Does that make it more important to, when you’re healed and clear, to get back out?

MC: I think it’ll be summer time I’ll be out again. Whether it’s July or August, it will be one of those. I’ll go on holiday because my body and brain need a rest. That type of fight can take something from you. It was one of those fights. I woke up this morning, I was in hospital last night and I was knocked out. That means you’re concussed. You’ve got a concussion. I think Leigh Wood was put down and his head was rocked round the place so I would also say he’s concussed. If you look at the fight, he took a lot more damage than I did throughout. Although he had the finishing shot, the damage he took through those 12 rounds was a lot and he’ll have lost something from that fight, so it’s about just recover and get back to normality and let my body rest, because that was a big fight. That was big. It’s not the type of fight you want to have every day of the week or every week. It’s one of those once-in-a-career fights, you don’t need many of them.

You want the rematch, Leigh feels he had to concede a lot to get you to Nottingham… He holds more of the cards this time around.

MC: Yes, definitely. I’ll go back to Nottingham. I’ll go to the City Ground, and in terms of what’s being paid, I’m more the B-side than I was that time, so he’ll have more say in terms of what he’s being paid. But I think that fight is even bigger now than it was before, so I think there’s a lot more money on the table for that fight and I think a lot of people would be interested in that fight, Top Rank included. Whatever way it’s going to go, I would love that fight to happen next. Whether or not it does, is the question. Does Leigh Wood want to fight me again after that? Because he was losing that fight, right up to the last bell until he pulled out that shot that changed the day. He had that equaliser. Would he risk that against me now he’s got the win over me? I don’t think he will. I think he’ll want to aim for a bigger fight for himself, a unification, if he can get Leo Santa Cruz into the ring, or a unification then I understand it. But if not, I think the only viable option is me and I think it’s probably the biggest option for him financially, too. If I have to take a lesser part of the pot, so be it. I just want to face him again. I think I proved I have the beatings of him. I just made some little mistakes throughout those 12 rounds and it cost me dearly in the end.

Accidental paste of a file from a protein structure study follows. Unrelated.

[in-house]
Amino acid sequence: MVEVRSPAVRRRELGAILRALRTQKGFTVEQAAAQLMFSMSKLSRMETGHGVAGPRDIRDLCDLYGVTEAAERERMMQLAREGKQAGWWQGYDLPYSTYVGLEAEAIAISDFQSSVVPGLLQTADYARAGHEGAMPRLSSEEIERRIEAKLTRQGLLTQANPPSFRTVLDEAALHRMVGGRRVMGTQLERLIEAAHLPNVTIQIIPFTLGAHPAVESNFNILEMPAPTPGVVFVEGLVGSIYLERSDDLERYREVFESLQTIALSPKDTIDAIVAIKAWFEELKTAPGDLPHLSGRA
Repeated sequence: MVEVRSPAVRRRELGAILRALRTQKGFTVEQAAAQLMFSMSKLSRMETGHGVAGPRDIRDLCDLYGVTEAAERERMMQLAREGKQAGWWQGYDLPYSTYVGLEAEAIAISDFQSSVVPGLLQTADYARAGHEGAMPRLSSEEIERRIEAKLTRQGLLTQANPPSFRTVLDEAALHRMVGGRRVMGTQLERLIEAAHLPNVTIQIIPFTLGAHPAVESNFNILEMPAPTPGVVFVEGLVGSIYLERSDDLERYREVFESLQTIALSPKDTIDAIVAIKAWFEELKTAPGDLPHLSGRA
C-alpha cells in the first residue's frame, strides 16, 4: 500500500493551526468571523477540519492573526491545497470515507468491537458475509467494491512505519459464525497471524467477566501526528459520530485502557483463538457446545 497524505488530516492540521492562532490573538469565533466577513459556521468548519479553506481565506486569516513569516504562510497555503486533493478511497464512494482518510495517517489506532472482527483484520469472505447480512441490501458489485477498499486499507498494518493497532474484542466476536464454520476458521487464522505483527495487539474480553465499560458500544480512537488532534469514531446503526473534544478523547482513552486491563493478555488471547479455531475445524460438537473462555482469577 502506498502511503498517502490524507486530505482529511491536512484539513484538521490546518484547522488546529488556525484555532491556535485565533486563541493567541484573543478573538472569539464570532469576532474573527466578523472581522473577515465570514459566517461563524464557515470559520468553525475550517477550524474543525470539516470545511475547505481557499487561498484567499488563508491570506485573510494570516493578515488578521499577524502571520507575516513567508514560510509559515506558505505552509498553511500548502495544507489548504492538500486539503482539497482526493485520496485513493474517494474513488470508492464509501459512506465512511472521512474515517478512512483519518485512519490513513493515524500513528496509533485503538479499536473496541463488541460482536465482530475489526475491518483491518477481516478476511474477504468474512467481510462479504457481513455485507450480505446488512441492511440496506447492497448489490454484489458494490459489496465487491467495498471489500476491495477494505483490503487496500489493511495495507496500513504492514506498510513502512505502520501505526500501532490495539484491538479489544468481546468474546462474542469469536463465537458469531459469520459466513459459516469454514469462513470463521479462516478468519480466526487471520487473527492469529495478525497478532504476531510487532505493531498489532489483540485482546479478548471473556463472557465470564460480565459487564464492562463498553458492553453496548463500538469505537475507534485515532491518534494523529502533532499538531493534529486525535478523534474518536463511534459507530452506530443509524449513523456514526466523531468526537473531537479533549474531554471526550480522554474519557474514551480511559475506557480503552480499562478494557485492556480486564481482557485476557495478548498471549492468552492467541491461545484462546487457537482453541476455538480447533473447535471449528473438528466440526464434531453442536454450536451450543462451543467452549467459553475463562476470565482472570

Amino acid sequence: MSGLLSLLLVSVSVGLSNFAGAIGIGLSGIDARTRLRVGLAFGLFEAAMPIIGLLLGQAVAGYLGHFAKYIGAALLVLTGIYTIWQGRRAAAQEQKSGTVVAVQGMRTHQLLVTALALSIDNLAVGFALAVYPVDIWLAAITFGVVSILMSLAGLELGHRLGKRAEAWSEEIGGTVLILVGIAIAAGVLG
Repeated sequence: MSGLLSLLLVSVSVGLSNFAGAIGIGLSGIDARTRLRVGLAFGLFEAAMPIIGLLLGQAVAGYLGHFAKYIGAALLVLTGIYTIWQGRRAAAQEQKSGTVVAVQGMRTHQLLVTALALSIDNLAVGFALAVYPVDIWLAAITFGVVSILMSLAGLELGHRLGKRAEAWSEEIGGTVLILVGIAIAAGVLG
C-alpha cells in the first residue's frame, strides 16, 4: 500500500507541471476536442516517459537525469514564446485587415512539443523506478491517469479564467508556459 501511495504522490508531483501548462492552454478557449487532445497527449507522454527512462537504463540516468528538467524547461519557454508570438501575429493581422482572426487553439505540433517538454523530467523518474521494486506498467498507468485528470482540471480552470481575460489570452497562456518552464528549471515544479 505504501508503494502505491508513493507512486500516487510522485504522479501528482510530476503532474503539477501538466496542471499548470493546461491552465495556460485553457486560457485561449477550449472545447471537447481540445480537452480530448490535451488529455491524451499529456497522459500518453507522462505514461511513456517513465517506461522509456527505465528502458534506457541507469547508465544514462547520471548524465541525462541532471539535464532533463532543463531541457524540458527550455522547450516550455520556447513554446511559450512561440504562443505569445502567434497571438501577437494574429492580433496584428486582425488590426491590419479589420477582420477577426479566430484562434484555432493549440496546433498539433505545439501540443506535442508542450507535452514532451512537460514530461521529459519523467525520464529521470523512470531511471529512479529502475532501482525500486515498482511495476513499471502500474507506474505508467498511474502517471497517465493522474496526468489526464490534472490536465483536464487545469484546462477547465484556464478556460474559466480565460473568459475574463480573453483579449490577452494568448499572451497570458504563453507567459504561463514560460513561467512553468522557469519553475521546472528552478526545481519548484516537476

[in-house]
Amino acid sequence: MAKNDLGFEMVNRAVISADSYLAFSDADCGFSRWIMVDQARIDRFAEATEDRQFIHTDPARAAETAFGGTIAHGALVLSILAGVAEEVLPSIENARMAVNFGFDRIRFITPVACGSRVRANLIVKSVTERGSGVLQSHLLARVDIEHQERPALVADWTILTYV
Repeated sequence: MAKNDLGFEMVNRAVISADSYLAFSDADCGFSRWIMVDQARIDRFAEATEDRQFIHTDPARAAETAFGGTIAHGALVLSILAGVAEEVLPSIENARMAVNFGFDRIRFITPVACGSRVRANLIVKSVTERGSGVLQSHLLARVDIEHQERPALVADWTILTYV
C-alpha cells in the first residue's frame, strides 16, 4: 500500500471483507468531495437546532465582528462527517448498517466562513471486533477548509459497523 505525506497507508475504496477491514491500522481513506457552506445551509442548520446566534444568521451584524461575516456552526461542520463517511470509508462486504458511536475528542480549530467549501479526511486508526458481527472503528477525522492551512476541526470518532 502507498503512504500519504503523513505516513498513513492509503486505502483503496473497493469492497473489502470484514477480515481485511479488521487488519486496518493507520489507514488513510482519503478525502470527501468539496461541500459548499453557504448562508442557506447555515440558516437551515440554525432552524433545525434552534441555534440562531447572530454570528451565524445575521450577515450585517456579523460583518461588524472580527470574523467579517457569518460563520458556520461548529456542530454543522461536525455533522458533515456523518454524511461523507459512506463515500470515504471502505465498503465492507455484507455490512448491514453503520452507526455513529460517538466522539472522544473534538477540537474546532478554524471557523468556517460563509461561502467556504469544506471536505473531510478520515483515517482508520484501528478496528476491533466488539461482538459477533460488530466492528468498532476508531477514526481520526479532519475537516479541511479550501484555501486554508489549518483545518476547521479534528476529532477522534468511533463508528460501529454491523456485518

Have you watched the whole thing back?

MC: I watched highlights last night. I was so in control. It was good back and forth [action] but I was winning most rounds. I had it like 7-2 after nine rounds and I had it wider than the judges had it.

You may feel like you’ve lost some career momentum, but you’ve both been elevated by that fight in terms of popularity and career-standings… Do you get any consolation from that?

MC: I’ve had people say your value has risen more than it was, people had never seen a fight like that, people didn’t think you had that in you… It’s nice people saying that and you could sit here and take things from it but, at the same time, I lost, so for me, none of that matters. The only thing that matters is I lost. I hate losing. It’s my first loss since the Olympic Games and I’m properly heartbroken. It’s really hurting. I woke up this morning and thought I was going to cry. I thought it was a dream. It’s really hard to take.

Wood reflects on winning Conlan thriller and talks about what’s next